The 26 year old law student from Austria has convinced Facebook Inc (NASDAQ:FB) users to unite in a lawsuit against the Irish subsidiary of the social media giant, which is responsible for all accounts outside the U.S. and Canada.
The action accuses Facebook Ireland of violating European privacy law, and is filed at the Commercial Court for Vienna, Schrems home city.
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This is the second action that he has brought against Facebook. In 2011 a previous lawsuit made user information requests easier and led to restrictions on the use of facial recognition software.
New allegations against Facebook
Schrems alleges that the way in which Facebook monitors member activity is in breach of EU law, and that the company cooperated with a U.S. surveillance scheme called Prism.
Although Facebook admitted complying with information requests related to national security from U.S. government agencies, it has denied having any knowledge of Prism before it was outlined in leaked US government documents.
The claim attacks the monitoring of user activity on external sites through the use of like buttons, and analysis of users through the use of “big data systems”.
Facebook has not commented on the wider case and according to BBC News does not plan to do so until it has been served the relevant papers.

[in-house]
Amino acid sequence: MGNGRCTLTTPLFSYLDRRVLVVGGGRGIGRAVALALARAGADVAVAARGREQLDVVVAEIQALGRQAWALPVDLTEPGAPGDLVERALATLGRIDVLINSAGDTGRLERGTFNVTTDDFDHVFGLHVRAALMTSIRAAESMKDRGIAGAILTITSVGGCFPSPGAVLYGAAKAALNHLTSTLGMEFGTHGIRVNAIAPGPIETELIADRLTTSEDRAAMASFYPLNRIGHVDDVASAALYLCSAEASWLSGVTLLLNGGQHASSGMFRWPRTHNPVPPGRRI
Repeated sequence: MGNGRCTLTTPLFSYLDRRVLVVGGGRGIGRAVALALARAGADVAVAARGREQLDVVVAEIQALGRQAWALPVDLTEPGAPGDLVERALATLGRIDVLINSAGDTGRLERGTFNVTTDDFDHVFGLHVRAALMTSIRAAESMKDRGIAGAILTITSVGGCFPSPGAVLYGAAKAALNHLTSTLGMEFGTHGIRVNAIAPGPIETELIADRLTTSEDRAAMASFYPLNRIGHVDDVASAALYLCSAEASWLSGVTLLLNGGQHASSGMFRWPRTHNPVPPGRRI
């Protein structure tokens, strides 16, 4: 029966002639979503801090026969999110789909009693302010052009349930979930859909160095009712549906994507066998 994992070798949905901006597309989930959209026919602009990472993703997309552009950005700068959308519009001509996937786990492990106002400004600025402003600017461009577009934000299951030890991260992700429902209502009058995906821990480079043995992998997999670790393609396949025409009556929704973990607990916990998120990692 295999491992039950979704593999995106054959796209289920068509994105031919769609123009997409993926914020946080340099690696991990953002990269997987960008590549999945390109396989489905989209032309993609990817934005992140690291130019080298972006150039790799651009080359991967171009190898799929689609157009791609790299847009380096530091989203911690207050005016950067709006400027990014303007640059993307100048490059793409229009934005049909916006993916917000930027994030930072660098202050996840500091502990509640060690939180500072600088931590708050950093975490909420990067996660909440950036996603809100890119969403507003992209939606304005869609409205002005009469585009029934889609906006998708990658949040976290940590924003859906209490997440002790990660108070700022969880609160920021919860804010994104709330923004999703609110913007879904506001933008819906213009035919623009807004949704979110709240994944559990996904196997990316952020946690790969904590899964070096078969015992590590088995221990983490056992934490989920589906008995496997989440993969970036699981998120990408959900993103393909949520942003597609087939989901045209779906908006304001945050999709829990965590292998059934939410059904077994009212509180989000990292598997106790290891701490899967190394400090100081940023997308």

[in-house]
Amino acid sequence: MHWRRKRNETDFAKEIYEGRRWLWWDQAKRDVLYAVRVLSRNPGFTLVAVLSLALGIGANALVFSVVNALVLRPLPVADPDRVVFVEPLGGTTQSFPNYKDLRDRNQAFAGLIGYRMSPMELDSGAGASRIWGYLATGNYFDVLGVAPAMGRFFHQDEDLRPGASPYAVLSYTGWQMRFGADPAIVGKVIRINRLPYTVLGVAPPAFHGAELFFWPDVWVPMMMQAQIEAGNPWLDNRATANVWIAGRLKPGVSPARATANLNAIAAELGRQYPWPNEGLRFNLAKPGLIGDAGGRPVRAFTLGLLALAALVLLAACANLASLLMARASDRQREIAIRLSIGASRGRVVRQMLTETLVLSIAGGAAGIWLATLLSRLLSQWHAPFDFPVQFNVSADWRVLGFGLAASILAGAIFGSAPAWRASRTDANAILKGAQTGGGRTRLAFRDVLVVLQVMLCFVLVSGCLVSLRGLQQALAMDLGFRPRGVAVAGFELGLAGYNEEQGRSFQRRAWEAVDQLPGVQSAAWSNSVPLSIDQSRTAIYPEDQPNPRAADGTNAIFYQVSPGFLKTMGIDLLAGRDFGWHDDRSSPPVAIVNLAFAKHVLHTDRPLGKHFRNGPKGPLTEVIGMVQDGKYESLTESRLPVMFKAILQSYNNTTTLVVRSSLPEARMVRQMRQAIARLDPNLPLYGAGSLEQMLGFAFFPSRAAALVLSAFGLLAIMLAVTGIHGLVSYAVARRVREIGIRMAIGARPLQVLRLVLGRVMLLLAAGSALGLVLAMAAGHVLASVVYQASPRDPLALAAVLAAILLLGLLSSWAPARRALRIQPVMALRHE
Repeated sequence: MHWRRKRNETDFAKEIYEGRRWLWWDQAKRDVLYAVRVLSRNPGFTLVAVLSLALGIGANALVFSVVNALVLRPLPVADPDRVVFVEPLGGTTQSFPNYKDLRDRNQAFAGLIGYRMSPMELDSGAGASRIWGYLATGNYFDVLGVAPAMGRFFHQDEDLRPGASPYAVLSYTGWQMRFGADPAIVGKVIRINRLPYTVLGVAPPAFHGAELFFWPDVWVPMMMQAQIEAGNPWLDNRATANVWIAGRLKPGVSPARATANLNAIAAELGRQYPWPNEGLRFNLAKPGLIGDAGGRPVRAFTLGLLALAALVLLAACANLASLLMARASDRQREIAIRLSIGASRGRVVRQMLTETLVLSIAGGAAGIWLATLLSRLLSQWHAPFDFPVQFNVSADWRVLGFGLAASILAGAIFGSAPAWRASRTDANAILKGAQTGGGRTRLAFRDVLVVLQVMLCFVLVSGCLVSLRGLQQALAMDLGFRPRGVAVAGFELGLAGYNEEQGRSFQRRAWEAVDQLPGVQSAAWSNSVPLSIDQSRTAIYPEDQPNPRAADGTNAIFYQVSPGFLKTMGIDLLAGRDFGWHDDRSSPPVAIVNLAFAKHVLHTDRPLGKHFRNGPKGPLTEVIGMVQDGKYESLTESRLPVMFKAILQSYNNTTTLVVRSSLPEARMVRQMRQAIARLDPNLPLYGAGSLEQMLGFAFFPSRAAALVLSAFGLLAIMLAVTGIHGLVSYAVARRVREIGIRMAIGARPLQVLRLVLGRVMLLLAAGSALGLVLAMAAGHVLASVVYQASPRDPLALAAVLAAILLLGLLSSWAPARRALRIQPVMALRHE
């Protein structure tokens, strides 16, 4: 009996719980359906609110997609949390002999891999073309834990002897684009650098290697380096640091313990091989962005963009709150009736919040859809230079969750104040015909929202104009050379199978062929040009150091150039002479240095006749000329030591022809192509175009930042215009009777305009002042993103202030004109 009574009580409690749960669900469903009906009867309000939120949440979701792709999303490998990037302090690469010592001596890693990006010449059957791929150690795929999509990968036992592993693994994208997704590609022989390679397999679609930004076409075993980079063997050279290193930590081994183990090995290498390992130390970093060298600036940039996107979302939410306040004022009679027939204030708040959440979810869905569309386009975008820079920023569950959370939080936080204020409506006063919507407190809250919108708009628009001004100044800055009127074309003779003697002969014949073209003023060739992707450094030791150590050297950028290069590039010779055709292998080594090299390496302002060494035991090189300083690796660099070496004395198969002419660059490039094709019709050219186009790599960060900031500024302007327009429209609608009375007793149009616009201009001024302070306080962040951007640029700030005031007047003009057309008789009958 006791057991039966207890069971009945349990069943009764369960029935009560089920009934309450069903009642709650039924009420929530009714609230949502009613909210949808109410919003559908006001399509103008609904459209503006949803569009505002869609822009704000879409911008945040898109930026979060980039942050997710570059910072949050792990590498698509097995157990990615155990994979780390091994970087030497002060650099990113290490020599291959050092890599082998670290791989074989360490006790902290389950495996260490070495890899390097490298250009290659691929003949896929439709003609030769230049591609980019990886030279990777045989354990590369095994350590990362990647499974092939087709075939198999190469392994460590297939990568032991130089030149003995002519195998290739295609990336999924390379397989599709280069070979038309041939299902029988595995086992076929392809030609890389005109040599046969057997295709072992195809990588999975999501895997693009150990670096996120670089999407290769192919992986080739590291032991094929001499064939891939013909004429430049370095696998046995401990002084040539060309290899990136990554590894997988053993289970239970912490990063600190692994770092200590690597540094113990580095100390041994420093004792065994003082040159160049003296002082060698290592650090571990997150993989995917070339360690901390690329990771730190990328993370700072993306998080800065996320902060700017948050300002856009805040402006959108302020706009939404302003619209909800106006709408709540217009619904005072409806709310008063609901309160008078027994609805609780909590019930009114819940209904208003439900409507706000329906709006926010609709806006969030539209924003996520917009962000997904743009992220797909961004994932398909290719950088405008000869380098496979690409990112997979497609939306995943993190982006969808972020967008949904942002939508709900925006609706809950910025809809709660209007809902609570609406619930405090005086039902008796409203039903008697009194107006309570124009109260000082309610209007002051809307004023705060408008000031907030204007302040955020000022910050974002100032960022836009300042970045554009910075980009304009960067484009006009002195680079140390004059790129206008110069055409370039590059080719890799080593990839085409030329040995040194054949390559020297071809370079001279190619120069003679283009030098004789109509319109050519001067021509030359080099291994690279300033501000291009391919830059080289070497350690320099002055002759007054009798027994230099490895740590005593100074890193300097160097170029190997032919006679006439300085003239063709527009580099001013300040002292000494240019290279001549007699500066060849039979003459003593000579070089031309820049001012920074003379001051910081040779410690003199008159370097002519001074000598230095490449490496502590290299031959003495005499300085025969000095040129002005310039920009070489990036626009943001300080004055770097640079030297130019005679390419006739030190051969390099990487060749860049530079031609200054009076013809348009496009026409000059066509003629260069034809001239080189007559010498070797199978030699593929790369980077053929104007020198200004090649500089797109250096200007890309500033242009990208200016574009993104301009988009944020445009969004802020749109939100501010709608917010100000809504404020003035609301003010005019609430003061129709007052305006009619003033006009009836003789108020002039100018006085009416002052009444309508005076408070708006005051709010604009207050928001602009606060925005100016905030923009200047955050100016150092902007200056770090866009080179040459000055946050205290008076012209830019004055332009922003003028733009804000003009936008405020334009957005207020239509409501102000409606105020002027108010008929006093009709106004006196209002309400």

Huge public response
Schrems decided to limit the number of participants to 25,000 in order to verify each account, but his site has been inundated with applications.
At one point he claims that a new participant was signing up every six seconds.
Schrems intends for the lawsuit to become a model case for the defence of European rights against technology companies who develop products that may comply with U.S. law, but are not adapted to other jurisdictions.
The action seeks injunctions against Facebook, in addition to damages of €500 per claimant, and Facebook has several weeks to respond to the suit.
Robert Bond, a partner at the law firm Speechly Bircham, stated that “it remains to be seen whether or not Facebook will try to settle as reputational damage may be worse than a financial penalty.”